Forget the Past; These 2 Stocks Are Positioned to Succeed

For better or worse, we judge the future success of a company on its past performance. A company growing revenue at a fast clip will get a premium valuation, or a company with a management team that consistently overpromises and underdelivers will sell for cheap. Some of the most difficult companies to value are those that have changed. All too often, they are judged as the companies they were rather than the ones they are and what they could be. It just so happens, though, that stocks like this are where you can find great buying opportunities, as Wall Street is not yet wise to changes that have happened.

Two stocks that look as though they are still being judged based on their former selves despite being fundamentally different are iron ore producer Cleveland Cliffs (NYSE: CLF) and renewable-power yieldco TerraForm Power (NASDAQ: TERP). Here's why investors might be scared off by their respective histories but why you should ignore the past and take a look at these stocks today.

Same product, different company

The commodity boom that happened from the mid-2000s to the beginning of this decade was simultaneously the best and worst thing to happen to Cleveland-Cliffs. It was great because iron ore prices were incredibly high as people panicked about the ability to meet China's seemingly insatiable appetite for commodities. In 2011, the company recorded its best-ever year and was generating more than $1 billion in free cash flow.

The trouble was that all that panic about future supply and all that excess cash turned its management team into a bunch of drunken sailors on leave. Cleveland-Cliffs went on an acquisition binge highlighted by a near-$5 billion purchase of Consolidated Thompson at what was the top of the market. Within 24 months of this acquisition, commodity prices started to slip, and the company was already taking billion-dollar writedowns. To make things worse, management had liberally used debt to finance these acquisitions, so it was sitting on a huge debt pile backed by an asset base with deteriorating value. It was, to be dramatic, a ticking bankruptcy time bomb.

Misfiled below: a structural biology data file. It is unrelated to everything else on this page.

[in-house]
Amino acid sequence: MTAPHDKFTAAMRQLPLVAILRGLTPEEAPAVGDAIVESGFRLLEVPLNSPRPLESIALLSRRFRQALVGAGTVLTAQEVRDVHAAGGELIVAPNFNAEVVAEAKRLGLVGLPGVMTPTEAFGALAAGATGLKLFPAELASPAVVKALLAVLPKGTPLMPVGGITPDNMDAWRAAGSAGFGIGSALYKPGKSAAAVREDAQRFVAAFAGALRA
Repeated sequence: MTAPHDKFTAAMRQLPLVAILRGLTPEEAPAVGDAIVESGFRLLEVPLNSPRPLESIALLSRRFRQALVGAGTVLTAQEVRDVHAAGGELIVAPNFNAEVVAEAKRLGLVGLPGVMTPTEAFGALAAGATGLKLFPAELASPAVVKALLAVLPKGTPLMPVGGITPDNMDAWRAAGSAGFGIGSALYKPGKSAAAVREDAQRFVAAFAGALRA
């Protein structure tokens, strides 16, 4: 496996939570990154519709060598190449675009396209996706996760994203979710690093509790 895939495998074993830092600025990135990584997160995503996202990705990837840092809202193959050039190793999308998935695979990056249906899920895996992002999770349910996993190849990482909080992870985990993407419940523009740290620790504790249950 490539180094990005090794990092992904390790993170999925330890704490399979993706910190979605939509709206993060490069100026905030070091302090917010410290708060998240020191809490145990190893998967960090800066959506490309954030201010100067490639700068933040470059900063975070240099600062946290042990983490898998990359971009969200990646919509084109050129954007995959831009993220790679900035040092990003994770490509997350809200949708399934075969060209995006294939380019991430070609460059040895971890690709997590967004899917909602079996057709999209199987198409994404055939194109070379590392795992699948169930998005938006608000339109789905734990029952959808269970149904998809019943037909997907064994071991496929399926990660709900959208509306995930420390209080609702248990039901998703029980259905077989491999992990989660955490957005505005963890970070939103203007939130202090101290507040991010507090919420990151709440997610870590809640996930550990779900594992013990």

In 2014, activist investors took over the board and installed the current CEO, Lourenco Goncalves. It may not have been noticed at the time, but this was the moment that things started to turn around. Goncalves immediately started shedding billions in unprofitable or noncore assets and wanted to focus primarily on the company's productive U.S. iron ore business. Through a drastic portfolio reconfiguration, significant operating cost cuts, and some well-timed financial moves, the company is now back to generating steady earnings and has a much more manageable balance sheet. In fact, Goncalves thinks enough progress has been made lowering its debt obligations that the company is ramping up spending for new mines in the U.S. and adding new upgrading facilities to meet the changing needs of the steel market. There is even talk of reinstating a dividend.